Ever since the Federal Communications Commission (FCC) voted to remove the guidelines that set net neutrality in place, they have been under the public eye. FCC Chairman, Ajit Pai, has been subject to harsh comments for the decisions he made. His latest move, apparently, shows that he has had enough listening to complaints.
The recent action was first discovered by a couple of Democratic senators, Mike Doyle and Frank Pallone, after they sent a letter to the chairman. The letter contained their concerns on the changes to how the FCC will be treating informal complaints.
Apparently, the FCC now classifies complaints in two ways: informal and formal. Informal complaints can be filed by consumers easily and do not require any paperwork. Formal complaints, on the other hand, require the filing of necessary forms and the payment of a $ 225 fee.
Yes, you have to pay to get their attention now.
But if you think that’s all it takes to get a formal complaint taken seriously, that is just the beginning. There is still a long and complicated process involved in getting this complaint the attention it deserves.
The FCC earlier made changes to its rules with the way they handle informal complaints. Right now, they are handling these complaints by themselves. But once the new changes will be put in place, the commission will be allowed to pass the complaints to the companies people are dealing with. It totally beats the purpose of having the FCC in place.
The changes are documented in a paragraph under the 38-page document entitled, “Streaming the Rules Governing Formal Complaint Proceedings.”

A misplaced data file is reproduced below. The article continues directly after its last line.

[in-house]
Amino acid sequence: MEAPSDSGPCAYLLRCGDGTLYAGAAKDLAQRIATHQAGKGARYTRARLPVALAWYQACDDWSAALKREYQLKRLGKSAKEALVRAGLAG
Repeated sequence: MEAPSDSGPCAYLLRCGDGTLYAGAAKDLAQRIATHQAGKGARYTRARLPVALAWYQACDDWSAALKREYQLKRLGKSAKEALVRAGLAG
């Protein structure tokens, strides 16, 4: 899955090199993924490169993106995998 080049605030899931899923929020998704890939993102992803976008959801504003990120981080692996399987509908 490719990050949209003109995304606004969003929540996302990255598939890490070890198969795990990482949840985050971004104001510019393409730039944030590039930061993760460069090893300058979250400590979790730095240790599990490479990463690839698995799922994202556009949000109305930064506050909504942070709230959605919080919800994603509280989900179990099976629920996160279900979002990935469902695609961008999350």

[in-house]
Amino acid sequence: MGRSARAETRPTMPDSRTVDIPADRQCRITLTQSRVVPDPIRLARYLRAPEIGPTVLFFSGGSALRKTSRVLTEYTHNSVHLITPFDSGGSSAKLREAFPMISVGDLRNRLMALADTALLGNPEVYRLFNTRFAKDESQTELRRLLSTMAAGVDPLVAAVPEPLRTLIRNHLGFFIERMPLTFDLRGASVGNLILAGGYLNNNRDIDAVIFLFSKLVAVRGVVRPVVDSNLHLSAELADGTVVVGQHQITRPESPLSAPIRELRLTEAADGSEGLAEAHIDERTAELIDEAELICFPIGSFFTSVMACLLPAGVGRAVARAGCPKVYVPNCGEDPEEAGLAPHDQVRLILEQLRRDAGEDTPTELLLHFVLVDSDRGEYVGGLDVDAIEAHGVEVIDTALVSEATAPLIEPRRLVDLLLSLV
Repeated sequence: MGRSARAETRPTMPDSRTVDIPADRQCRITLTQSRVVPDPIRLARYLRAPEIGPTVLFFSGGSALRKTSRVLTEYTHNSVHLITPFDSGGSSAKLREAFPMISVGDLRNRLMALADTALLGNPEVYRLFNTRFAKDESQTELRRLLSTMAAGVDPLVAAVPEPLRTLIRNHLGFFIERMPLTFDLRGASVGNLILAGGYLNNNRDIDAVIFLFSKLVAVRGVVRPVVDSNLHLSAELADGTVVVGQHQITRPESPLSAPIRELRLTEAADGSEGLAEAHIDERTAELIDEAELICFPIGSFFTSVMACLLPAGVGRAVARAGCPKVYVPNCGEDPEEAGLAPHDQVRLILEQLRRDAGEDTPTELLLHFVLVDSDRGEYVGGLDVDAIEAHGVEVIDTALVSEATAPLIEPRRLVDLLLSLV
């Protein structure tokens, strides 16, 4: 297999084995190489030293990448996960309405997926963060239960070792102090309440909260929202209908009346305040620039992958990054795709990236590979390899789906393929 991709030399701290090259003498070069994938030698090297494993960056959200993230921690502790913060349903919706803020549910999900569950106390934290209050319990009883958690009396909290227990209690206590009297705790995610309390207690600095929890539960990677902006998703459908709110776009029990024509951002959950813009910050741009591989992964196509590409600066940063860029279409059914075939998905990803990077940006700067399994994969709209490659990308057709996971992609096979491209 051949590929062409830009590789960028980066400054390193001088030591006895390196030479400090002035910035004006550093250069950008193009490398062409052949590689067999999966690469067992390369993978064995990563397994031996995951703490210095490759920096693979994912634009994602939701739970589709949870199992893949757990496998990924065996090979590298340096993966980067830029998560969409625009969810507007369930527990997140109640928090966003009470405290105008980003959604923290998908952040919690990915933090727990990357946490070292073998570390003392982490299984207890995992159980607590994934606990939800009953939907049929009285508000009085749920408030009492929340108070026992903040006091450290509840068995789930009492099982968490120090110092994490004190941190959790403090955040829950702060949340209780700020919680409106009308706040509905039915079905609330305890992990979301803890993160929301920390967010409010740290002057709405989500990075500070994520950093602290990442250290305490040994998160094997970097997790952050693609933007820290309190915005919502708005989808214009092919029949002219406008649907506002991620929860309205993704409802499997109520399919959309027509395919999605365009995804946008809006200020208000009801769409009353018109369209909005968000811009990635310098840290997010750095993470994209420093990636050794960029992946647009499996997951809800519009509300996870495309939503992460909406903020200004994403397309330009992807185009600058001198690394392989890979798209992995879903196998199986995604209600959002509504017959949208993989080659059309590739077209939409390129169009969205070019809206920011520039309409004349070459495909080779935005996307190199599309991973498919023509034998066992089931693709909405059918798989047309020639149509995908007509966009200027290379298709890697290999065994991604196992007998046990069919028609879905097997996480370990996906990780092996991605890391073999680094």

“§ 1.717 Procedure.
The Commission will forward informal complaints to the appropriate carrier for investigation and may set a due date for the carrier to provide a written response to the informal complaint to the Commission, with a copy to the complainant. The response will advise the Commission of the carrier’s satisfaction of the complaint or of its refusal or inability to do so. Where there are clear indications from the carrier’s response or from other communications with the parties that the complaint has been satisfied, the Commission may, in its discretion, consider a complaint proceeding to be closed. In all other cases, the Commission will notify the complainant that if the complainant is not satisfied by the carrier’s response, or if the carrier has failed to submit a response by the due date, the complainant may file a formal complaint in accordance with § 1.721 of this part.”
What this document says is that if you have an unresolved issue with a carrier, you can send an informal complaint to the FCC. The commission will then forward the complaint to the carrier in question. If the carrier decides to neglect your concern, you have the option of escalate the complaint into a formal one. But you have to pay the fee.
The chances of that happening, however, are very slim. And if the change takes effect, there’s a big chance that complaints like these will go unnoticed.
The FCC representatives, however, decline any speculation that they will be handling informal complaints differently. According to them, the purpose of the change is to reduce costs and improve the process. The representatives also iterated that the senators misunderstood the change and that they have unjustified concerns.
The vote for the change will be held on Thursday at the Open Meeting hosted by the commission.
Source: The Verge